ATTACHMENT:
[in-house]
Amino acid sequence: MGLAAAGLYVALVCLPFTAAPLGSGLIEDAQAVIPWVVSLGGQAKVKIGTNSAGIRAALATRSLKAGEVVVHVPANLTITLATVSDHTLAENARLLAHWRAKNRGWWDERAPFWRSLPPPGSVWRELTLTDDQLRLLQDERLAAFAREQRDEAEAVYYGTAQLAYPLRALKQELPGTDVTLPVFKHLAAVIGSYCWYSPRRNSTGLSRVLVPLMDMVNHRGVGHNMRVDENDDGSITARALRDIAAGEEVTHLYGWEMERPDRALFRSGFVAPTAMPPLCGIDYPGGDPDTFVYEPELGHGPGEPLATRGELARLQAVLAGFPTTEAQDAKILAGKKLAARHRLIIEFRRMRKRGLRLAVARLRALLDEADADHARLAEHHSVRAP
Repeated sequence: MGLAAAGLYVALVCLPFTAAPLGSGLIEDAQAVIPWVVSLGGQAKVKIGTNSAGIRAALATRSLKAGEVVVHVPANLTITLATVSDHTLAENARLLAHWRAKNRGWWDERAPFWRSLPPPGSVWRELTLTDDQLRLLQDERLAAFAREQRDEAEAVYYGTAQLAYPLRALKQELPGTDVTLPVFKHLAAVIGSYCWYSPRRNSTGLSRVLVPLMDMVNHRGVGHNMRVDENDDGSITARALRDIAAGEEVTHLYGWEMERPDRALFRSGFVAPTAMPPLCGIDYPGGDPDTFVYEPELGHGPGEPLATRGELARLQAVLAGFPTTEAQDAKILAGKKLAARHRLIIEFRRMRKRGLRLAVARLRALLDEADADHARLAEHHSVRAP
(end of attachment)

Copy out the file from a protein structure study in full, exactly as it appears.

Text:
[in-house]
Amino acid sequence: MGLAAAGLYVALVCLPFTAAPLGSGLIEDAQAVIPWVVSLGGQAKVKIGTNSAGIRAALATRSLKAGEVVVHVPANLTITLATVSDHTLAENARLLAHWRAKNRGWWDERAPFWRSLPPPGSVWRELTLTDDQLRLLQDERLAAFAREQRDEAEAVYYGTAQLAYPLRALKQELPGTDVTLPVFKHLAAVIGSYCWYSPRRNSTGLSRVLVPLMDMVNHRGVGHNMRVDENDDGSITARALRDIAAGEEVTHLYGWEMERPDRALFRSGFVAPTAMPPLCGIDYPGGDPDTFVYEPELGHGPGEPLATRGELARLQAVLAGFPTTEAQDAKILAGKKLAARHRLIIEFRRMRKRGLRLAVARLRALLDEADADHARLAEHHSVRAP
Repeated sequence: MGLAAAGLYVALVCLPFTAAPLGSGLIEDAQAVIPWVVSLGGQAKVKIGTNSAGIRAALATRSLKAGEVVVHVPANLTITLATVSDHTLAENARLLAHWRAKNRGWWDERAPFWRSLPPPGSVWRELTLTDDQLRLLQDERLAAFAREQRDEAEAVYYGTAQLAYPLRALKQELPGTDVTLPVFKHLAAVIGSYCWYSPRRNSTGLSRVLVPLMDMVNHRGVGHNMRVDENDDGSITARALRDIAAGEEVTHLYGWEMERPDRALFRSGFVAPTAMPPLCGIDYPGGDPDTFVYEPELGHGPGEPLATRGELARLQAVLAGFPTTEAQDAKILAGKKLAARHRLIIEFRRMRKRGLRLAVARLRALLDEADADHARLAEHHSVRAP